Last year, it was the Big Ten.
Now, women's college basketball fans in Chicago will get a taste of the Big East.
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Conference tournament time is quickly approaching and the Chicago area will once again roll out the welcome mat.
As the Big Ten rotates its tournament from the Sears Centre in Hoffman Estates to Bankers Life Fieldhouse in Indianapolis, the Big East will be setting up shop at Allstate Arena over the second weekend in March.
It will be the first time since 2003 that the Big East women's tournament will be held somewhere outside the state of Connecticut, where UConn fans provided an instant (and extra-large) fan base while watching their Huskies win the last six tournament championships.
Now, with Connecticut out of the Big East, the league is ready for a change and hoping to tap into the loyal and growing fan base at DePaul -- the official host of the 2014 tournament.
"New year, new place, new champion. We're really excited about that, and the newness of what we're doing this year," said new Big East commissioner Val Ackerman, who served as the first president of the WNBA. "Because of the success of the DePaul women's program, we think this is a great market for us. DePaul draws well and has a great fan base. They were eager to have it and I think the rest of our schools were happy with that.
"Chicago is also a really good location, a sensible location, for us. We now have five schools (DePaul, Marquette, Butler, Creighton, Xavier) in the Midwest. There's a balance now and everyone can get into Chicago easily. It makes sense logistically for us to be here."
The first round of the tournament on March 8 will be held on DePaul's Lincoln Park campus at McGrath-Phillips Arena.
Allstate Arena will host the rest of the games over the next three days, including the championship March 11.
The Big East will be working with the Chicago Sky to promote the event, which will feature two teams (St. John's and DePaul) currently on the brink of breaking into the national polls and a handful of former high school stars from the Chicago area -- including DePaul's Megan Rogowski (Hersey), Megan Podkowa (Trinity) and Chanise Jenkins (Whitney Young).
"We want to really market this to Chicago," Ackerman said. "We're hoping that (Chicago Sky forward and 2013 WNBA rookie of the year) Elena Delle Donne will be able to help us out. We're also going to put some advertising into this.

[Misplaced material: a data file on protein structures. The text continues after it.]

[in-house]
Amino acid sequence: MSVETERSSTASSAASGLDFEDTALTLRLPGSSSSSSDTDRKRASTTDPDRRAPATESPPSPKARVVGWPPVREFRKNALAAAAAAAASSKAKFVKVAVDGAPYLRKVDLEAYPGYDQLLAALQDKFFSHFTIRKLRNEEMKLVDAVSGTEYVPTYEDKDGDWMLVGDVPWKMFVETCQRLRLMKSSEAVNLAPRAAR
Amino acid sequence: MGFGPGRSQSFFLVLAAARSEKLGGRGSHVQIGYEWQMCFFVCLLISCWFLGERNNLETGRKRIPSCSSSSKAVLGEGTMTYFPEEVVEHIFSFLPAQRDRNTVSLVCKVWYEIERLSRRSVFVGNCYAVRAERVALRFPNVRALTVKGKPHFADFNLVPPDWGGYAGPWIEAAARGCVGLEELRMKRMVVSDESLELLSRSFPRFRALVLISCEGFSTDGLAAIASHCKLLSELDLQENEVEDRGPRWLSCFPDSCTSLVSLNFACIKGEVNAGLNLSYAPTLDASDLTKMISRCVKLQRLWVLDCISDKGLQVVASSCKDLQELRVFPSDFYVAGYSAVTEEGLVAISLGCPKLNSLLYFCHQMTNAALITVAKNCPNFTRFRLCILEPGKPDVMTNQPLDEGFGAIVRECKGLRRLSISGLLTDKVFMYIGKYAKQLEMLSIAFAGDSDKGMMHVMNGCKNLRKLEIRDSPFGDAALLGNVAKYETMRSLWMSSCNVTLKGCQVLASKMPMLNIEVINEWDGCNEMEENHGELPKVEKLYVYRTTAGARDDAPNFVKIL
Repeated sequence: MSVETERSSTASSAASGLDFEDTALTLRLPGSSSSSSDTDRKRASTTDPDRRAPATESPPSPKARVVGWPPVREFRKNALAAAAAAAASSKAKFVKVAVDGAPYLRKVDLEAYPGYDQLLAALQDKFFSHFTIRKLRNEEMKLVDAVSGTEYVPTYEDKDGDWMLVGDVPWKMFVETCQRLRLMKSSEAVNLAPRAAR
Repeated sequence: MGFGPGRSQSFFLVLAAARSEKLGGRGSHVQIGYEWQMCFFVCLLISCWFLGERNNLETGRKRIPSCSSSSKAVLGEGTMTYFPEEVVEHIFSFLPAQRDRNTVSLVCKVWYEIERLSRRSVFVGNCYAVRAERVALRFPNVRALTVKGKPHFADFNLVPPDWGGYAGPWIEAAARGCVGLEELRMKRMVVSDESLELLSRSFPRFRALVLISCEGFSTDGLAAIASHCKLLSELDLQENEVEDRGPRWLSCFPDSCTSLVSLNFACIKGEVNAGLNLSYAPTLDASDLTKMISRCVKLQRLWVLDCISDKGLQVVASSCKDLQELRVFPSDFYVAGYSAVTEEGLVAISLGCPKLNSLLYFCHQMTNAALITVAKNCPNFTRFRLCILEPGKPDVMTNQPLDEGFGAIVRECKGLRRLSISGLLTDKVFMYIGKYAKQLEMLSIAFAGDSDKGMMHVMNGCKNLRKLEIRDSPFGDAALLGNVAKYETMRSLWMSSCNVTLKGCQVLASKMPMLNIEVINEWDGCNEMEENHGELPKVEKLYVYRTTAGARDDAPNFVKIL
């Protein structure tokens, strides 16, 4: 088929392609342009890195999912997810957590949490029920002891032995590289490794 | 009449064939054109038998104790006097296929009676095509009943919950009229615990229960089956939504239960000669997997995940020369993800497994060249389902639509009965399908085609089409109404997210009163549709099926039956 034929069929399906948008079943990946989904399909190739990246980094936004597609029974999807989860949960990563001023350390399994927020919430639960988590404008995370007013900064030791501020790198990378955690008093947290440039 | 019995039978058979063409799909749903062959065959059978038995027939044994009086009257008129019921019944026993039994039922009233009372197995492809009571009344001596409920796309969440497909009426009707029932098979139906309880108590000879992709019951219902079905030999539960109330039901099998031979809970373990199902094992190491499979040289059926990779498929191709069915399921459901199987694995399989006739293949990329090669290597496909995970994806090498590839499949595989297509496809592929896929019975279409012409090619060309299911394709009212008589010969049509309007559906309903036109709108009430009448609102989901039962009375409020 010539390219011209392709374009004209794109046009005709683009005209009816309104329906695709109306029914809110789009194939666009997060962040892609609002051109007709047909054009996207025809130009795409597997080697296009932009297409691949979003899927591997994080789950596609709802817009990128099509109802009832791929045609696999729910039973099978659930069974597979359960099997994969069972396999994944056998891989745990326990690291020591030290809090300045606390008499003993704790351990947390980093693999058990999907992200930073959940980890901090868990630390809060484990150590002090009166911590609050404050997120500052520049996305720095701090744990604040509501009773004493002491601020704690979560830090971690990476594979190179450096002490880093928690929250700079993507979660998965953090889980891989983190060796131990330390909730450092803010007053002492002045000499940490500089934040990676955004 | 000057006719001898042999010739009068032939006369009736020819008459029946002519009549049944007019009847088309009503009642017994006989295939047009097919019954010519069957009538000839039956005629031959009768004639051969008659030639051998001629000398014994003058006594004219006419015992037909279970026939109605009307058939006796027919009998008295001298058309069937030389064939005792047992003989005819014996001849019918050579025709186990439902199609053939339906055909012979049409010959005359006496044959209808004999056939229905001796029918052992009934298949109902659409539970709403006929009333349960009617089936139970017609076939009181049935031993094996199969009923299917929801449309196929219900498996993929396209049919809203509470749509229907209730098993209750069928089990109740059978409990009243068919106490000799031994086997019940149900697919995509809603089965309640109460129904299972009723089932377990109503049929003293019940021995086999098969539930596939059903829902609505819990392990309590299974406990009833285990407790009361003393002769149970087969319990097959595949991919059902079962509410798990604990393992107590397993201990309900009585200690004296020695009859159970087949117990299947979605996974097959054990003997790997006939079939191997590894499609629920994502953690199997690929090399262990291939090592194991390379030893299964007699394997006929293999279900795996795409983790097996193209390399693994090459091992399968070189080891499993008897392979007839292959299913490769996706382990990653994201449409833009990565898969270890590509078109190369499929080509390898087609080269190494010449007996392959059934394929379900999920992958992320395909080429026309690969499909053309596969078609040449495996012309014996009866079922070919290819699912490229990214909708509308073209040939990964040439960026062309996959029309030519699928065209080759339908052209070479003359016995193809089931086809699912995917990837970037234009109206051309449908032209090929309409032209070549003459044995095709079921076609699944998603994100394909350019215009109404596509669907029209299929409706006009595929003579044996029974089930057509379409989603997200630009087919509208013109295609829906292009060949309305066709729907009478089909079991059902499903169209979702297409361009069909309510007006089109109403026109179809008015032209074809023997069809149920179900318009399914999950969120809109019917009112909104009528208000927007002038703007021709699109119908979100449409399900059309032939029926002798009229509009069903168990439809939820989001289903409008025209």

"We think we have some really good teams and can have a very nice tournament."
Tickets to the Big East women's tournament are now on sale. All-session passes are $55 and include admission to nine games and lower-level seating. Call (773) 325-SLAM for more information.
In an upcoming Women's Watch, I'll have more with Big East commissioner Val Ackerman, who left her then-dream job as WNBA president so that she could be around more for her two daughters, the youngest of whom just went off to college this year.
No one will be shedding any tears for top-ranked Connecticut (22-0).
Then again, no one wants to see promising players injured either.
Former Chicago-area star Morgan Tuck, who won three IHSA state championships at Bolingbrook, is a sophomore forward for the Huskies, and was an important player coming off the bench.
On Thursday, Tuck underwent microfracture surgery on her right knee. She will miss the rest of the season, which leaves Connecticut with just eight active scholarship players.
Keep an eye on Northwestern:
If the Wildcats had a better record than 4-4 in the Big Ten, they'd probably be getting votes in the national polls.
Northwestern had some impressive wins in January, defeating then-No. 21 Purdue, then-No. 21 Nebraska and an Indiana team that started the season 14-0.
On Sunday, the Wildcats host No. 12 Penn State (1 p.m.). A win might tip the scales for Northwestern with the voters.
Talented freshman Nia Coffey leads Northwestern in scoring at 21 points per game. She's been named Big Ten freshman of the week three times this season, including this week.
•Follow Patricia on Twitter: @babcockmcgraw